As I drove up the turnpike heading west towards Reading, I hit an extremely powerful thunderstorm. I had to end my call with my friend, because I was having trouble seeing the road altogether. It was absolutely pouring. I was actually becoming fearful of proceeding any further until the storm subsided. I couldn’t tell you the last time that I encountered something like that while on the road. It was relentless and seemingly never ending. I was thrilled when it finally passed and I made it back to my apartment.
When I got home that night, I felt overcome by feelings of uncertainty and fear. It was very strange…I had such a positive trip and I should have been excited to be back in my comfort zone. But I wasn’t. Something was wrong. I fell asleep about 2 or 3 AM, and shortly after, the demons of my vicious disorder made themselves known again. I woke up in a complete panic…another nocturnal attack. I was terrified. It was one of the worst ever. I ended up calling my father to talk me down. It was 6:30 AM until I was able to rest…only as a result sheer exhaustion. The evening that followed was not much better…I was faced again with attacks in the night and was awake until 5 AM. I was quickly deteriorating. Were the events of my return home that Saturday night a precursor to the breakdown that would soon follow? I couldn’t help but feel like it was perhaps a warning sign from God.
The next week was extremely difficult. I had to fight through sleepless nights and continue to maintain a level head and steady performance at work. In my personal life and in my mind I was lost and collapsing quickly. A week earlier I felt as though I was on the verge of a knockout punch with my anxiety, but since my return I had only fallen deeper into the deep abyss that was beckoning me. I was almost immediately stripped of the strength and confidence that I had worked so hard to achieve in California. My mind was weak again. And as it continued to rain for about the next 11 or 12 days straight, I realized that the beautiful light which had so gracefully presented itself only days earlier had once again quickly vanished.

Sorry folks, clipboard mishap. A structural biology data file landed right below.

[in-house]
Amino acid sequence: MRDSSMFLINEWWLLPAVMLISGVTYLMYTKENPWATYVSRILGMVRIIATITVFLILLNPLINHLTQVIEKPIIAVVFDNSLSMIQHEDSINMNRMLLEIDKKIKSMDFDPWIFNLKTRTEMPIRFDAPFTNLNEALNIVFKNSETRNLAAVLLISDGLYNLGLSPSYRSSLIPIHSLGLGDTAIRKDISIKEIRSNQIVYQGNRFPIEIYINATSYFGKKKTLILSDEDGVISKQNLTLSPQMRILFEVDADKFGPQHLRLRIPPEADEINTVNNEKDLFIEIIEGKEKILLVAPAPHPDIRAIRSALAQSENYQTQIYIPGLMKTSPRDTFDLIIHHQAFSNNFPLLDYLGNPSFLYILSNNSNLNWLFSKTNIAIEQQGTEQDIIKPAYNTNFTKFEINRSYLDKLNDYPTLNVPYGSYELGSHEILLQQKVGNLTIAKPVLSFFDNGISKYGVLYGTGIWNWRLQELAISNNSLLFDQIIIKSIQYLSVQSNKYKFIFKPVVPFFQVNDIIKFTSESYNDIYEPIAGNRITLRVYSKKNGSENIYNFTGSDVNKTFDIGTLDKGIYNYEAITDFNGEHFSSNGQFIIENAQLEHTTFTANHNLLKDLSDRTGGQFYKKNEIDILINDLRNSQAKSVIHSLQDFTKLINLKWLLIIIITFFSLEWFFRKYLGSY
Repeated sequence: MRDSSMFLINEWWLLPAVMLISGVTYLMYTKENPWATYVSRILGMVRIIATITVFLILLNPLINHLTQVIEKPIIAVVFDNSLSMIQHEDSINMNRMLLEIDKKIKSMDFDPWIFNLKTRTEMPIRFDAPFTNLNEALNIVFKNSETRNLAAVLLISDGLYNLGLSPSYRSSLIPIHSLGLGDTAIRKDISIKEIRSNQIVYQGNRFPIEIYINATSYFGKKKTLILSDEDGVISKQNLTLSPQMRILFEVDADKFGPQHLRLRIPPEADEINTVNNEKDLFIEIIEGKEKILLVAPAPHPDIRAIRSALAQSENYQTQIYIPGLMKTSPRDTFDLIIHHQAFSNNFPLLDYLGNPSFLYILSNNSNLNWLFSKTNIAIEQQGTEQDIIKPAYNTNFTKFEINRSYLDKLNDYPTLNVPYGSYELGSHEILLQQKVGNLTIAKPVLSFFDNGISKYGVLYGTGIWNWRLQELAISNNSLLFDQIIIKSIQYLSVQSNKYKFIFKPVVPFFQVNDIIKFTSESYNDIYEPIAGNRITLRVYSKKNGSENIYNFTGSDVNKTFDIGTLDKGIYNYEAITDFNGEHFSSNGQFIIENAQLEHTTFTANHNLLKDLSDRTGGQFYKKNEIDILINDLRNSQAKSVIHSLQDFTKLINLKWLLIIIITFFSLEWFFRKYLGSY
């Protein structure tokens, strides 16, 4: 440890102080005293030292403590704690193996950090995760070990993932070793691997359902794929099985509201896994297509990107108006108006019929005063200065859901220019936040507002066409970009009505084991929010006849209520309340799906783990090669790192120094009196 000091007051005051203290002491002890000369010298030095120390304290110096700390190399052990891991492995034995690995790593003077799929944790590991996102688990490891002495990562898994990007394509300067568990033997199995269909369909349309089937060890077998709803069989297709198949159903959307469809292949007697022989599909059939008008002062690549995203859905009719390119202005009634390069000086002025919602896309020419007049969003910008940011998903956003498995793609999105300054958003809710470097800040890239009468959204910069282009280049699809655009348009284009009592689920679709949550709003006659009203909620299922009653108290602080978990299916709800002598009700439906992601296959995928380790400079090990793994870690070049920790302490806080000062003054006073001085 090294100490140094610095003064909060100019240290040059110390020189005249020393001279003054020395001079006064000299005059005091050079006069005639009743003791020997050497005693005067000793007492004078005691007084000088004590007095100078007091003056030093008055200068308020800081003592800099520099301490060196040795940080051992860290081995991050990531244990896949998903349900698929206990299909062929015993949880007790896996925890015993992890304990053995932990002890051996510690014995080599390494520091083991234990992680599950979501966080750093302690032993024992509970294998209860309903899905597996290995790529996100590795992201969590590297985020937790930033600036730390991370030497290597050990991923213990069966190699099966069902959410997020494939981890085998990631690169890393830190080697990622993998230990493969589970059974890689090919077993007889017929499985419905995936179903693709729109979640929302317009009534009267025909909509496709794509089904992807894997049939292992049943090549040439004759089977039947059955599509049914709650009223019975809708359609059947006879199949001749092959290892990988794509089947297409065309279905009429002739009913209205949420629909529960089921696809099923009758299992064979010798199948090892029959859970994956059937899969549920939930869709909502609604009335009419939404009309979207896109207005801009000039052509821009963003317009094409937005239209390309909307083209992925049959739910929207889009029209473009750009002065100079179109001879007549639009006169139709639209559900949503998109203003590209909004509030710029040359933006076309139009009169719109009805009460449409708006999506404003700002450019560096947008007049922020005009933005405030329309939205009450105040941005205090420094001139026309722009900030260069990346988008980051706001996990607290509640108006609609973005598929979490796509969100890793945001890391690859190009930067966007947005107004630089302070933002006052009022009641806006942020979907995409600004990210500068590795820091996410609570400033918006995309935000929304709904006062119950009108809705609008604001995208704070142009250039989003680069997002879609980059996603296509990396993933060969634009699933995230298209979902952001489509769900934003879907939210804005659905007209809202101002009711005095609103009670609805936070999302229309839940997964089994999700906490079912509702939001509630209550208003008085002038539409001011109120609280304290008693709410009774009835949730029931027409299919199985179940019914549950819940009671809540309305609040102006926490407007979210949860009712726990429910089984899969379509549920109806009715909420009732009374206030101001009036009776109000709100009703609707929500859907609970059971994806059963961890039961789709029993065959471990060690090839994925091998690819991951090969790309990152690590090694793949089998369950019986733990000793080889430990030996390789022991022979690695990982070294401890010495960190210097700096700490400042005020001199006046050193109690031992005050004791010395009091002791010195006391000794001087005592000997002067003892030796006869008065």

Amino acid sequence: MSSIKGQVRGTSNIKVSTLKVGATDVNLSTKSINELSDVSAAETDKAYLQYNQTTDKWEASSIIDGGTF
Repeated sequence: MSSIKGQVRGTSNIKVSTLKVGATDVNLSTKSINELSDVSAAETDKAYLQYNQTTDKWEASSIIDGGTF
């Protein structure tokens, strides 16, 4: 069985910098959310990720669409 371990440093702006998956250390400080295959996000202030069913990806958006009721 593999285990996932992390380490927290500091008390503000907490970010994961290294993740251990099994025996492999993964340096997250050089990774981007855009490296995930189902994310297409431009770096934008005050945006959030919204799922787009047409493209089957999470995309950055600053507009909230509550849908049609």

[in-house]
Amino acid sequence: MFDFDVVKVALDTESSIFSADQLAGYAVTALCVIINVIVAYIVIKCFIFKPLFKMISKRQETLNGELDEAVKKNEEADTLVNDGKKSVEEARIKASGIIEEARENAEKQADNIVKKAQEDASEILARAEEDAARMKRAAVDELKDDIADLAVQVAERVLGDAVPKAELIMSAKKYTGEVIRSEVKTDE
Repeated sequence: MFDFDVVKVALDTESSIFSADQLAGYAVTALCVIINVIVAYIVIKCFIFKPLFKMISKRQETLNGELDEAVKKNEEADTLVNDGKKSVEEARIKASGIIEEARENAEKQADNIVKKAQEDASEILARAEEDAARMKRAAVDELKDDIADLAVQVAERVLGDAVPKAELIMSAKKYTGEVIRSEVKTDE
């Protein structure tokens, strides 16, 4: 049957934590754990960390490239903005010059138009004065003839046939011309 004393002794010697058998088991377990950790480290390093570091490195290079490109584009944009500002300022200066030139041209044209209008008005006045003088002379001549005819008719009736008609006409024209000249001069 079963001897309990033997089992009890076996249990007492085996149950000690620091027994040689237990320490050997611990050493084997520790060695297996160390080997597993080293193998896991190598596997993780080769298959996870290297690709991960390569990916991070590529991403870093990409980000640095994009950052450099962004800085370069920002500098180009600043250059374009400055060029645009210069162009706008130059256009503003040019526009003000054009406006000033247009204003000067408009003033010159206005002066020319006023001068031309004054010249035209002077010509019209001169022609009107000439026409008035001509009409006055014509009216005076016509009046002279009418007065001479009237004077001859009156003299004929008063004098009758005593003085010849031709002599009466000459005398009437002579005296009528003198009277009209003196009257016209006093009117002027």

I knew that I had to make an effort to do something. If I allowed myself to completely surrender, I would end up in a hospital or an institution. This was serious. I began to look at it as a life or death situation. It was time to save what was left of me…
In the midst of a horrible day with intense panic, I decided to make my way downstairs to the gym at our complex and get on the treadmill. I was so exhausted that I could not find the strength to run, so I walked two miles. It seemed simple, but the reward was tremendous. I gained a lot of confidence by taking that first step…and I felt better physically that evening. The next day, I turned that walk into a jog, two more miles…
For the next 22 days that followed, I ran every day. I began to gain back my endurance and I found myself heading on the right track. I was not free of anxiety at all, but I was fighting it, and that felt good. I faced a constant mental battle every day that I attempted to return to the treadmill, but as time passed it slowly got easier because I was winning consistently. I began to distance myself a bit from everything going on around me. I knew that I needed to zero in on myself and give this a 100% effort if I was ever going to fully recover. I was working hard to cleanse my mind, body, and spirit. Getting well needed to be my first priority.